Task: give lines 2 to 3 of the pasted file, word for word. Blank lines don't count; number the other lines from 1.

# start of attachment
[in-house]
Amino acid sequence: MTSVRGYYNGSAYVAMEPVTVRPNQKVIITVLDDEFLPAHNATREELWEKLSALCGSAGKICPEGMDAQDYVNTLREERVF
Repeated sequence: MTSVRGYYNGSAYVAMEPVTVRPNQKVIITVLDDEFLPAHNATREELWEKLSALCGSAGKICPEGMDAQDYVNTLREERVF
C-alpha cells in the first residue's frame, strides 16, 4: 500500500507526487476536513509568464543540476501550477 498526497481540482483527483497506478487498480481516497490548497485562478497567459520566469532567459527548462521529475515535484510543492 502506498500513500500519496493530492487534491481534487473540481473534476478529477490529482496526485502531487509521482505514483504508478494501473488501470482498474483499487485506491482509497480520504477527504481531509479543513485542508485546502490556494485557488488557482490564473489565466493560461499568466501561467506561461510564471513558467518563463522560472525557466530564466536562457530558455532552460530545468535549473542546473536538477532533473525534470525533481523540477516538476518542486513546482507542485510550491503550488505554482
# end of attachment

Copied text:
Amino acid sequence: MTSVRGYYNGSAYVAMEPVTVRPNQKVIITVLDDEFLPAHNATREELWEKLSALCGSAGKICPEGMDAQDYVNTLREERVF
Repeated sequence: MTSVRGYYNGSAYVAMEPVTVRPNQKVIITVLDDEFLPAHNATREELWEKLSALCGSAGKICPEGMDAQDYVNTLREERVF